Broadway shows in New York are a Big Apple mega draw—if not THE mega draw—thanks to blockbuster stagings, historical theatres, celeb performers, and unsurpassed production values. Our Broadway guide, with its theatre listings, news, and behind-the-scenes info, is here to help you navigate the world’s most famous theatre district!
TONY AWARDS TELECAST: Off-Again, ON AGAIN!!
After an initial waiver denial by the Writer’s Guild of America that would not have allowed the 2023 Tony Awards ceremony on June 11th to go forward, it appears the union has agreed to a détente with the Broadway League and American Theatre Wing so yes, the show will go on…with concessions to the W.G.A., as yet undisclosed (possibly undecided).
According to one statement released yesterday to Vulture by the W.G.A.: “Tony Awards Productions (a joint venture of the Broadway League and the American Theater Wing) has communicated with us that they are altering this year’s show to conform with specific requests from the W.G.A., and therefore the W.G.A. will not be picketing the show.”
In another statement, the W.G.A. cited and acknowledged the support extended to the W.G.A. by various Broadway unions, including Actors’ Equity Association, the American Federation of Musicians, and the International Alliance of Theatrical Stage Employees, all of which have members who have stood by the writers on their picket lines. The W.G.A. statement concludes, “As they have stood by us, we stand with our fellow workers on Broadway who are impacted by our strike.”
Any agreed upon changes to the show most likely will not impact the production numbers of nominated musicals, which are key not only to the event, but to ticket sales for these big budget shows.
Stay tuned for details of changes in the 76th Annual Tony Awards production as they’re released!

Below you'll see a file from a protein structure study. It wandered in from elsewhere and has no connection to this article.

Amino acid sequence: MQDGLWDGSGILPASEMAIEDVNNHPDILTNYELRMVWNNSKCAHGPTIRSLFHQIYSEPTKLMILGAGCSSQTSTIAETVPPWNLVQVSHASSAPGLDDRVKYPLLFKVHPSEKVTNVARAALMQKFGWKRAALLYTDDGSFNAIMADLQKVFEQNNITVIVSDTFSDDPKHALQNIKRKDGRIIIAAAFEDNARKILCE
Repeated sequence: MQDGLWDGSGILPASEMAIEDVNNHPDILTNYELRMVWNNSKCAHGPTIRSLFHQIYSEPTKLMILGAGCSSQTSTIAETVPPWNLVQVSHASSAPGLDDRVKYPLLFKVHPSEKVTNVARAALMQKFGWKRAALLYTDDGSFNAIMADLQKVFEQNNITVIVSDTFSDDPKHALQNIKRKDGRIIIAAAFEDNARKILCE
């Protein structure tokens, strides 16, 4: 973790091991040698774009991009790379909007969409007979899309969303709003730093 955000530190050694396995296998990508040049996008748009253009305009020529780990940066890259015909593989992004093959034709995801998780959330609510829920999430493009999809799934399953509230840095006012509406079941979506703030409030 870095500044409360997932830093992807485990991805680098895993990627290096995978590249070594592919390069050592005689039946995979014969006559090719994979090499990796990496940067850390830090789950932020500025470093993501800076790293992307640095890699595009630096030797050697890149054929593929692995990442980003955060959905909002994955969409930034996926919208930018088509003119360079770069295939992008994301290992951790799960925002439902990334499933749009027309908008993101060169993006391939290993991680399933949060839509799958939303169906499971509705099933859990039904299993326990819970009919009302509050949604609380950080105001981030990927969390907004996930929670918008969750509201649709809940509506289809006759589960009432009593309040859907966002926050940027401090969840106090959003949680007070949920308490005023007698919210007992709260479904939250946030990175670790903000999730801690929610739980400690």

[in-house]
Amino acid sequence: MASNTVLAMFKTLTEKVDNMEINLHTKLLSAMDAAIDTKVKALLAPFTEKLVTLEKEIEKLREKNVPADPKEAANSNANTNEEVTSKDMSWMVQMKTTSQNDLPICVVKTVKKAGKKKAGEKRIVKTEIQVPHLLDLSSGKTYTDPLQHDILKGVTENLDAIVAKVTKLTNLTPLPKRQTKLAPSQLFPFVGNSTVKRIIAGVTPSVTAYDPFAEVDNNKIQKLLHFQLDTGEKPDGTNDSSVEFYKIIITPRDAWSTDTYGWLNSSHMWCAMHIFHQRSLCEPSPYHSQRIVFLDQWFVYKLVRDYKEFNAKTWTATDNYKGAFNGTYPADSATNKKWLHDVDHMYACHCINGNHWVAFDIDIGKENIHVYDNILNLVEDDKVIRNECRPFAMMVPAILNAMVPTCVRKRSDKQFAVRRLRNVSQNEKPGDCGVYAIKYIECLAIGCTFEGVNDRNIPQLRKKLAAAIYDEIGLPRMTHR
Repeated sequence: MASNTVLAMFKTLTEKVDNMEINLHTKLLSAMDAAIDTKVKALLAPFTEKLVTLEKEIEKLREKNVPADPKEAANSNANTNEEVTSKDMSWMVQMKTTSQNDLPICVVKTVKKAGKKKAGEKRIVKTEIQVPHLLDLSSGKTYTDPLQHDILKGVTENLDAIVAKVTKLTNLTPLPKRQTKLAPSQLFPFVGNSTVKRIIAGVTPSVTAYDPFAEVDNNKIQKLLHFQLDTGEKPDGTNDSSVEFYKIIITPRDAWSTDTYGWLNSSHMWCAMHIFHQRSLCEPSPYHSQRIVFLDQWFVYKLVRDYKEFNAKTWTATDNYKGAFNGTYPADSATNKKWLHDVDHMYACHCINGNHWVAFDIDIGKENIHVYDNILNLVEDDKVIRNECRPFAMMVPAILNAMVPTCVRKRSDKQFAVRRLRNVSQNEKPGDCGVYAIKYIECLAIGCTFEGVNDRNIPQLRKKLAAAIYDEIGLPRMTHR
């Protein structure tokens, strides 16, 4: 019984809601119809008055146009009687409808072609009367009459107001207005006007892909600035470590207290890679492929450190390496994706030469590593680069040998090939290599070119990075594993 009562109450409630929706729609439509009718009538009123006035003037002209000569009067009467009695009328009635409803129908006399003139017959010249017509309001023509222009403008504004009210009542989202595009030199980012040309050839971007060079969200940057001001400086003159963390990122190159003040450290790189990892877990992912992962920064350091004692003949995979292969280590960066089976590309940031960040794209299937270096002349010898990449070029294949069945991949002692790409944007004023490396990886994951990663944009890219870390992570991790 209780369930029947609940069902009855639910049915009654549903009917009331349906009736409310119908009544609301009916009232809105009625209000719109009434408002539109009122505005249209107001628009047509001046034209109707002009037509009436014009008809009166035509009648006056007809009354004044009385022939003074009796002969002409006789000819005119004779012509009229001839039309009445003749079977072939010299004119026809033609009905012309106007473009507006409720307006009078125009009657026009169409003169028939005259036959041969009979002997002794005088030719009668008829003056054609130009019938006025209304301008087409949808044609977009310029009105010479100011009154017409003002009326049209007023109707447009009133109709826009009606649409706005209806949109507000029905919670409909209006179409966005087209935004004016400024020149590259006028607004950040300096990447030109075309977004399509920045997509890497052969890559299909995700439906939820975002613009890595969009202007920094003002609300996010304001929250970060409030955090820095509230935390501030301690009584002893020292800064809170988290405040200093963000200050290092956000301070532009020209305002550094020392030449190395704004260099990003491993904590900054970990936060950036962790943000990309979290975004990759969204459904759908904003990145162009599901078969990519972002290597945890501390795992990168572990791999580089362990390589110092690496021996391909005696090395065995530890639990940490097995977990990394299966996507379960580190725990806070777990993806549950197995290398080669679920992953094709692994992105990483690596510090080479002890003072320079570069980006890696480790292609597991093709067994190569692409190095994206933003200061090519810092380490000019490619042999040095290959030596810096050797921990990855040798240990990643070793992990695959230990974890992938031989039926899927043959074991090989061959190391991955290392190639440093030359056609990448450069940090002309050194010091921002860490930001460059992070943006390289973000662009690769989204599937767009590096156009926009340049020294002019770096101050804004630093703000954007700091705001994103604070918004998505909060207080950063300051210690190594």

EAST COAST SHARK ALERT
On July 25th, Broadway will start swimming with the mechanical sharks—or at least a theatrical version of one that terrified audiences and tormented director Stephen Spielberg and stars Robert Shaw, Roy Scheider, and Richard Dreyfus during the filming of JAWS in 1974. The Shark is Broken—a hit U.K. comedy by Ian Shaw (son of Robert) and Joseph Nixon—which dazzled at the Edinburgh festival, was derailed by the pandemic, and eventually made it to London’s West End and an Olivier nomination, has booked the John Golden Theatre for a limited 16-week engagement. The official opening date is August 10th.
In terms of casting, only Ian, reviving his acclaimed portrayal of his dad (who played “Quint” on the big screen), has been announced so far. His London media cred includes a rave review from The Evening Standard that describes his performance as “…one of the most exhilarating theatrical performances of the year.”
Bonus Buzz: Mr. Masterson is also an acclaimed solo performer who is set to bring his A Christmas Carol to NYC for the 2023 holiday season.
2023 TONY AWARD® NOMINATIONS
May 2nd, 2023. Nominations for The American Theatre Wing’s 76th Annual Antoinette Perry “Tony” Awards® were announced this morning by Lea Michele, the current star of Funny Girl, and Myles Frost, who picked up a 2022 Tony for his portrayal of Michael Jackson in MJ.
Forty theatre professionals, selected by an independent committed and appointed by the Tony Awards Administration Committee, chose the nominees.